The Inventors: 3rd Dimension

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22 OCTOBER, 2020

Paige went into labor on a Thursday morning. It was long before dawn; the sun was still absent from the eastern sky. A light drizzle tapped against the windows, and provided soothing ambient noise. I had coaxed Paige into the bathtub, and kept the lights off in my apartment. We sat together, enduring every second of her agony.

She whimpered against my body and suffered an endless amount of pain; I refused to take her to a hospital. She didn’t receive any medical care in the past nine months—I wouldn’t permit it. I kept a low profile for decades; my name would not be on another birth certificate.

According to my present I.D., Giovanni Romano was born in August of 1935. It would be absurd, though not impossible, for an eighty five year-old man to parent a new born child. My present alias was near expiration; Giovanni was growing too old for me. I was fortunate that the University didn’t question it.

I was certain that a pit to hell had opened in the last year, and not because of the quarantine. Paige was a mess. She was disorganized, immature, and reeked of sloth. Our personalities conflicted with one another on a daily basis; our differences were too great. Yet, I still found a way to bond with her through our common interests. Paige was studying anthropology, and ancient history.

She had exceptional tastes in admiral men. We spent many hours discussing Alexander the Great and Leonidas I. I also pushed her to complete statistics during quarantine, though she was no longer officially enrolled. Paige was smart and fascinating despite her despicable qualities as an adolescent.

“Please take me to the hospital!” She began to shriek as another contraction began. They were happening within minutes of each other now, indicating that she was preparing to foal. “Please, please! Gio—vanni!” Paige screamed, her voice echoed throughout my bathroom and bounced off the subway tile lining its walls. Her hollering was deafening.

“Quiet Paige, its two a-m you’re going to wake the neighbors!” I shook her naked, pregnant body. She rubbed her arms beneath the blanket I had wrapped her in. Paige rocked herself in my lap; we sat in about twenty centimeters of warm water, I changed it as needed.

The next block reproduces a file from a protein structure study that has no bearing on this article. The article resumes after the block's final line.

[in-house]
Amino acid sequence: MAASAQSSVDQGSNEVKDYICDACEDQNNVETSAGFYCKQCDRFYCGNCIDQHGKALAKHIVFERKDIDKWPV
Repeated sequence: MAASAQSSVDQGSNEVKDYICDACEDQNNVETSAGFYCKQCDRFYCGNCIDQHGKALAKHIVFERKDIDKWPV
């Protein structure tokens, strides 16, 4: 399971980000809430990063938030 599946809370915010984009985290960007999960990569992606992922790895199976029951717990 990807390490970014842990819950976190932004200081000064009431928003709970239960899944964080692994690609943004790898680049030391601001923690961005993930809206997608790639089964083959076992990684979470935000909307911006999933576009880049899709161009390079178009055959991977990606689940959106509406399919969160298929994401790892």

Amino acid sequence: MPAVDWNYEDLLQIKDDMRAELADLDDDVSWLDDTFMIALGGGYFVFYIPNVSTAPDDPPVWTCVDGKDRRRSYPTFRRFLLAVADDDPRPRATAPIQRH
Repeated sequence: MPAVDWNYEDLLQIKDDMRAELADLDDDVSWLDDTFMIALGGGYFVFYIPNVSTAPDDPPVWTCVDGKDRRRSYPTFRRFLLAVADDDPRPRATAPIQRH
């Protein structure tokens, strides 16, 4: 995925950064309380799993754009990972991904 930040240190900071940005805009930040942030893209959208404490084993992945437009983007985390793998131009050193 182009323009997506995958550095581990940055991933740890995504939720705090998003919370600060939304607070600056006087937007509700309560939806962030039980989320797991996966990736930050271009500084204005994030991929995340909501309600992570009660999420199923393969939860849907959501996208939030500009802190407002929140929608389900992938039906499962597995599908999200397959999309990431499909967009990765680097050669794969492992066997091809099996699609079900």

“I need a doctor Giovanni! I need a doctor!” Her volume escalated, she wasn’t listening.

“Absolutely not, you do not need a doctor; women have been delivering at home for centuries! You’ve got this Paige!” My words caused her to become more frantic; since I was denying her pleas.

“No! No, no! Giovanni, I need a doctor!” Paige screeched while kicking her legs, her thrashing sent water outside the tub. I leaned forward and slipped my moist shirt over my head.

“Stop it Paige! I am your doctor!” I rolled up the fabric into a tube and gripped her mandible, encouraging her to open her mouth.

“You’re not a doctor Giovanni! You’re a freaking demigod, can’t you do anything? Oh God!” She tipped her head back as another rush of pain consumed her. I took the opportunity to slip the cotton in-between her teeth.

“Bite down…bite down!” Paige took my advice and desperately clenched the fabric with her jaw. “That’s it… easy.” I lightly rubbed my thumb on Paige’s round face. The rate of her breathing accelerated as her contractions inched closer together. She groaned loudly into the rag of my shirt, it was my only way to control her volume.

4:26 A.M.

Paige birthed a petite baby girl that she affectionately named Amelia. I washed, dried and delivered her fatigued body to my bed; grateful that the past twenty-four hours were over. Her infant wailed as she continued to breathe the stuffy air of my apartment. I cradled the child’s tiny body against my chest as I paced around my apartment. Amelia’s wrinkled, hairless scalp peeked beyond a blanket I had wrapped her in.